Korean BBQ Wild Pork Ribs

We went to Oklahoma last spring to try our hand at pig hunting at Chain Ranch. Unfortunately, we never did the chance to shoot a pig, but another hunter in our group did. He shot a small pig and decided that the ribs were not worth the effort to take home. So we offered to take them off his hands. Thus, what was one man's trash became another man's (and woman's) dinner. 

Wild pork ribs are noticeably lean and less robust than domestic pork ribs. Putting them directly on the grill or smoker would've been disaster, so we decided that braising them low and slow would be the best option. Remembering an old Alton Brown pork ribs recipe, this method would allow the connective tissues in the ribs to break down while keeping the meat moist. After that, you can broil or grill the ribs for some char and/or smoke.

You can buy ready-made Korean BBQ sauce in many Asian grocery stores, but this recipe is made from scratch and adapted for braising. I have to say that we got pretty close. Though the Asian pear was expensive and hard to find in our parts, it is a must to get that authentic Korean flavor. You can also use this sauce (without the white wine) to marinate sliced venison for grilling or sautéing to serve with white rice-- a recipe called "bulgogi." 

Servings: 2 (double recipe for 2 sides of pork ribs)
Prep Time: 1 hour
Cooking Time: 3 hours or longer
- 1 side of wild pork ribs
- 1/4 cup of soy sauce
- 3 tablespoons of brown sugar
- 1/4 cup of cooking rice wine (not vinegar)
- 1 teaspoon of Asian toasted sesame oil 
- Half a small onion
- Half an Asian pear (or bosc pear), cored and peeled
- 1 tablespoon of minced garlic
- 1 teaspoon of grated fresh ginger
- Cracked black pepper, to taste
- 2 chopped green onions, plus more for garnish
- 1/4 cup of white wine
- toasted sesame seeds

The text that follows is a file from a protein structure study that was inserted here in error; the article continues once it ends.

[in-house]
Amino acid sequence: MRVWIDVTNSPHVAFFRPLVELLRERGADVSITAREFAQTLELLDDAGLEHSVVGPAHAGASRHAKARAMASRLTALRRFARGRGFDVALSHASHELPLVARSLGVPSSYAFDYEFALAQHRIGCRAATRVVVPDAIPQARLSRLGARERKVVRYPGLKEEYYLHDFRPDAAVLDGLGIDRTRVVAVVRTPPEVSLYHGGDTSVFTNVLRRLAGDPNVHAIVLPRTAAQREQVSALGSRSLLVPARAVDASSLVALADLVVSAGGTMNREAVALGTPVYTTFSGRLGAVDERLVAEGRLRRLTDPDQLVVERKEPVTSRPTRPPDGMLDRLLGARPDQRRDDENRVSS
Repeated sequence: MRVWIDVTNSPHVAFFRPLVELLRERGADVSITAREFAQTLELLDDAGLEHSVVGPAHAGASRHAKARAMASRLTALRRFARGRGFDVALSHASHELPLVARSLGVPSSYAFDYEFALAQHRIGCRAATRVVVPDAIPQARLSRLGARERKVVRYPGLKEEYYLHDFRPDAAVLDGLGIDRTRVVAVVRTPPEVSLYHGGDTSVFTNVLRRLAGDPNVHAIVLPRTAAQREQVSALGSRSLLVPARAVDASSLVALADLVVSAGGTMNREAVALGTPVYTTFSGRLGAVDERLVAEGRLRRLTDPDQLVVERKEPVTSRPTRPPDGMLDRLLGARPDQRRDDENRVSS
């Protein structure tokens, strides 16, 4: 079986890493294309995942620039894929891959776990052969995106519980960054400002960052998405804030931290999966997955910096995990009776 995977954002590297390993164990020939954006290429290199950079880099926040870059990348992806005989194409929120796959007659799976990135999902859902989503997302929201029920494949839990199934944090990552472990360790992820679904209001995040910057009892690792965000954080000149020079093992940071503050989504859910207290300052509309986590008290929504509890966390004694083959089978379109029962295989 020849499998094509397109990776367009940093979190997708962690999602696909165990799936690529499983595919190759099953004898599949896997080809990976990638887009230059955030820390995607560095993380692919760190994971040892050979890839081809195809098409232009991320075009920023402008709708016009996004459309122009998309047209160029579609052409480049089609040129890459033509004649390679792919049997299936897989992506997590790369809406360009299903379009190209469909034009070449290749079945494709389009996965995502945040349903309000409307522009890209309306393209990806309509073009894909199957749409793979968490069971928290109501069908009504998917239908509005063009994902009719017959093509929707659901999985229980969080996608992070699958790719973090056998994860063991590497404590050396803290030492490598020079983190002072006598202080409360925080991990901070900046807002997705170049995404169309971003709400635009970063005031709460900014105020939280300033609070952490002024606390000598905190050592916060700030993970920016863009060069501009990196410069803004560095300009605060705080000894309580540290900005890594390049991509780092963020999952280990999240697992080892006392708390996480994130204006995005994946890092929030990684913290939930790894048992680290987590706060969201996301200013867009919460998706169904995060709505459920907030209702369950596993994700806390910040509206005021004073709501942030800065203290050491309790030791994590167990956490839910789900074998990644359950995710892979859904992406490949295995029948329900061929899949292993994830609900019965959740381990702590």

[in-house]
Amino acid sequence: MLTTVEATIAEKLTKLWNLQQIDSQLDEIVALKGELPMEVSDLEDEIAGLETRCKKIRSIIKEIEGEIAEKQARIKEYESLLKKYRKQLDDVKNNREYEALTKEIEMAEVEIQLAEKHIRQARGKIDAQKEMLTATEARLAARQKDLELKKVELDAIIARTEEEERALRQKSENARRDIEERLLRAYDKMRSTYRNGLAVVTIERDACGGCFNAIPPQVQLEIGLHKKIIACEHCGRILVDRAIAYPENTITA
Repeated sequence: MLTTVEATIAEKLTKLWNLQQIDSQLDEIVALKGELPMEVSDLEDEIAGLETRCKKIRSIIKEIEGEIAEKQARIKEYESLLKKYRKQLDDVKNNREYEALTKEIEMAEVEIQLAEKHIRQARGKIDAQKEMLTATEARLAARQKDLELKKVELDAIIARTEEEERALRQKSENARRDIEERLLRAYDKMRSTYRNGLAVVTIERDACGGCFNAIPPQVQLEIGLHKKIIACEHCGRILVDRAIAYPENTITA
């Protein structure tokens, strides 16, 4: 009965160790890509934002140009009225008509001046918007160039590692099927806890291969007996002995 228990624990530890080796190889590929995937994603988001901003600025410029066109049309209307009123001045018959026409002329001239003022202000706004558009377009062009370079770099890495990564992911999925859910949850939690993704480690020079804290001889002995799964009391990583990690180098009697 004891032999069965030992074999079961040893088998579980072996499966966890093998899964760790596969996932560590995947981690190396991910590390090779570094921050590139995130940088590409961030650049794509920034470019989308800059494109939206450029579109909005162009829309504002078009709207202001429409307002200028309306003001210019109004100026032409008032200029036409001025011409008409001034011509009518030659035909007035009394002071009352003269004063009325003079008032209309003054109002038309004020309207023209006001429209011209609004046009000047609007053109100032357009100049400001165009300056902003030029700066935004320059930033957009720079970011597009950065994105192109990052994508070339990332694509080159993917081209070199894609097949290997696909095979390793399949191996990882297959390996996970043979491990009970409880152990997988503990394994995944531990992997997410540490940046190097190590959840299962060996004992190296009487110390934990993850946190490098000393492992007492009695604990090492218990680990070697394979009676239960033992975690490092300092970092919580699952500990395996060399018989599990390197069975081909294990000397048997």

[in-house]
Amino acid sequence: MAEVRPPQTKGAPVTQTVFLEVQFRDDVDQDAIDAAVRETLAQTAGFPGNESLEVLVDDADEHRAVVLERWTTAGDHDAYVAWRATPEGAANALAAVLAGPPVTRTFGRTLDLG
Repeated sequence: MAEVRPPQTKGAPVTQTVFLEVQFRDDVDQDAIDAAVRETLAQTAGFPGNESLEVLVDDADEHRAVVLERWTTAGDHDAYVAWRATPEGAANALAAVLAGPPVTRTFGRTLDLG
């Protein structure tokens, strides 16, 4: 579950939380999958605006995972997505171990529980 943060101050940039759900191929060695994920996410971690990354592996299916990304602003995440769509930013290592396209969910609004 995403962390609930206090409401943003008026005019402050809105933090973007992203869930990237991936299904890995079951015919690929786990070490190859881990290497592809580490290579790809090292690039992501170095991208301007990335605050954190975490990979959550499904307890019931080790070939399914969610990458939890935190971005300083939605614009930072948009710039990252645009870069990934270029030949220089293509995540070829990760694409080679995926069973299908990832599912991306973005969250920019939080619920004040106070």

This is what an Asian pear looks like. We found at an Asian store in Omaha, but I have seen it in some American grocery stores. They are expensive, ranging from $2-3 per pear. They have tough yellow skin that needs to be peeled, and a white flesh that is surprisingly very juicy, crunchy and sweet. Asian pears are used in Korean cooking for its ability to tenderize meat. 
1. Preheat oven to 225°F. Rinse ribs under cold water and pat dry with paper towels. Be sure to remove any dirt or hair. 

2. To make the marinade, puree onion and Asian pear in a food processor until smooth. Then pour mixture into a bowl and combine with soy sauce, sugar, rice wine, sesame oil, garlic, ginger, black pepper and green onions. Pour marinade and ribs into a zip lock bag and massage to distribute marinade. Refrigerate for at least 30 minutes.

3. Place a large sheet of heavy-duty aluminum foil on a cookie sheet, shiny side down. Remove the ribs from its bag and lay it flat on the foil. Pour the marinade over the ribs. 
Fold the top and bottom over to make a packet and roll up one side. Pour in white wine through the open end and then roll up that side to seal. Shift the packet back and forth to distribute the liquids. 

4. Place package into the oven with the cookie sheet and bake at 225 degrees until tender, about 3 hours or longer. Time will depend on the animal's age. Check periodically -- add more wine or water if the inside of the packet starts to look dry.

5. Once tender, remove ribs from the foil and set aside. Pour braising liquid into a saucepan and reduce over high heat by about half, or thickened enough for brushing.

Brush sauce over the ribs and caramelize under the broiler, or use the sauce to baste the ribs on a hot grill to get a slight char. 

Cut ribs into desired size pieces and garnish with sesame seeds and sliced green onions.